Rape: Not Just For Women

Fun fact: Males cannot, in a court of law, accuse a woman of raping them. A shockingly short while ago a man could only press charges against another man for sexual assault or “non-consensual buggery” but he could not be recognised as a rape victim – not by the court and, in a knock on effect, not by the world either. Legally, at present a woman cannot rape because she lacks the “equipment” to carry out this act. This isn’t just contemptible towards the male victims of both woman on man rape and man on man rape, but it enforces the belief that women are victims and that rape against a woman is normalised. How exactly is a man able to get support or speak out against sex crimes made against them? They aren’t…and the proof of this lies in the fact that a mere 3.9% of “male sexual assaults” were reported in the UK between 2010 and 2014 while police reports show that male rape had risen by 87% nationally in 2014. A CPS report showed that 16,000 prosecutions were made where the victim was male and was instead identified as a female in the report – more proof that people think of rape as a woman’s issue.

The most despicable part of this is that men and boys are known to be targeted specifically by sexual predators for the simple fact that society and crippling pressures of the patriarchy are more likely to keep them silent about their ordeal. Men who are assaulted and raped by women are often treated as a joke, other men seem to have this disbelief that he could possibly not want those advances. Underage boys have been targeted by teachers and other figures of authority and their peers do not see this as abuse but rather some sort of fantasy come true. If someone does not want your sexual advances then you simply need to step off – especially if they aren’t old enough to make informed decisions about their sex life – regardless of gender, age, sexuality or preconceived notions about that person. Men are still capable of feeling fear, shame, hurt and insecurity no matter how much the media tells them they shouldn’t and it’s high time society begins allowing people to feel their emotions instead of burying them away just to make us more comfortable.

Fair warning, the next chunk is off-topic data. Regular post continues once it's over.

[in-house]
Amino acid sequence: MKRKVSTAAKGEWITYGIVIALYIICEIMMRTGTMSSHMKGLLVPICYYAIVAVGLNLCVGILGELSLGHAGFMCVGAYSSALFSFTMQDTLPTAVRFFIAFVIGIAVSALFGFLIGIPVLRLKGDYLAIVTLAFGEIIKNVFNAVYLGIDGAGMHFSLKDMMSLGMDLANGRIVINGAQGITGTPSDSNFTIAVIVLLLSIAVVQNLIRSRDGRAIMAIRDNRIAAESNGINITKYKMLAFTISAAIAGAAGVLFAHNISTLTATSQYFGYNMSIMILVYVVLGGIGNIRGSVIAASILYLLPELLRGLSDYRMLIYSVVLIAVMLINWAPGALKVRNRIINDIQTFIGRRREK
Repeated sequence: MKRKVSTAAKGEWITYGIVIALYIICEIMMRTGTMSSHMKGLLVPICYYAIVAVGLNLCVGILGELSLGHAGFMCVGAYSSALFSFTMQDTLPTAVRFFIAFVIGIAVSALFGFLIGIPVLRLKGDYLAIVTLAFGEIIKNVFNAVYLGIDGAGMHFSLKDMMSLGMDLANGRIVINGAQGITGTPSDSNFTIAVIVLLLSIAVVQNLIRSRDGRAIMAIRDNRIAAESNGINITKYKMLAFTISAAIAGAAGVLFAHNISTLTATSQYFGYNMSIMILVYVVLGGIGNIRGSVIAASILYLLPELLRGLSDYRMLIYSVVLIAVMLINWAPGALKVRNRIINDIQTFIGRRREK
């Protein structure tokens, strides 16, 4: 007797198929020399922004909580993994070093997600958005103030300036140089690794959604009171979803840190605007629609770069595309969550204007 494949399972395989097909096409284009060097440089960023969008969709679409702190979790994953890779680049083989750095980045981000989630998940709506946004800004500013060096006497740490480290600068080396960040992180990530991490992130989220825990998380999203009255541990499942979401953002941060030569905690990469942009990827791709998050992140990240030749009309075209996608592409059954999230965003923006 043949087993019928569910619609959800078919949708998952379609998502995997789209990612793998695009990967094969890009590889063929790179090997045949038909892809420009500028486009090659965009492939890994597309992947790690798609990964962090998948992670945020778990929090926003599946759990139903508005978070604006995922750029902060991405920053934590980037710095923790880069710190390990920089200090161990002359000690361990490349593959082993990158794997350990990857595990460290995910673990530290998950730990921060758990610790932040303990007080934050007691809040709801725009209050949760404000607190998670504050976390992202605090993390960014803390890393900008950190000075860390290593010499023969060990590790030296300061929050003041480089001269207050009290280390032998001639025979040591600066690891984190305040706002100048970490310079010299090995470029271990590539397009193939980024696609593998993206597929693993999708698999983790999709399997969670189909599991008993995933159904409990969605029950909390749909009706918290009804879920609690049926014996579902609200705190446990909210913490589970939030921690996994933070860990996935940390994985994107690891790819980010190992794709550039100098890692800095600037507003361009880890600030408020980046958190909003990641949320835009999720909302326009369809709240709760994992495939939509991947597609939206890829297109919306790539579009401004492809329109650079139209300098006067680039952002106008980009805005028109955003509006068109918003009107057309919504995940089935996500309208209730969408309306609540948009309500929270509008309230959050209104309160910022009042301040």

As a feminist I often encounter arguments made against me inferring that I must hate men, must not care about men or men’s rights simply because I often use my voice to speak out for women. This is absolutely not the case, I am fighting for fairness for everybody because the patriarchy hurts everybody –especially men. Why? Because the patriarchy not only speaks FOR men, but also dictates what makes a man and unfortunately what it  wants in a man is much the same as what it wants from a woman: to stay silent and just to get on with it.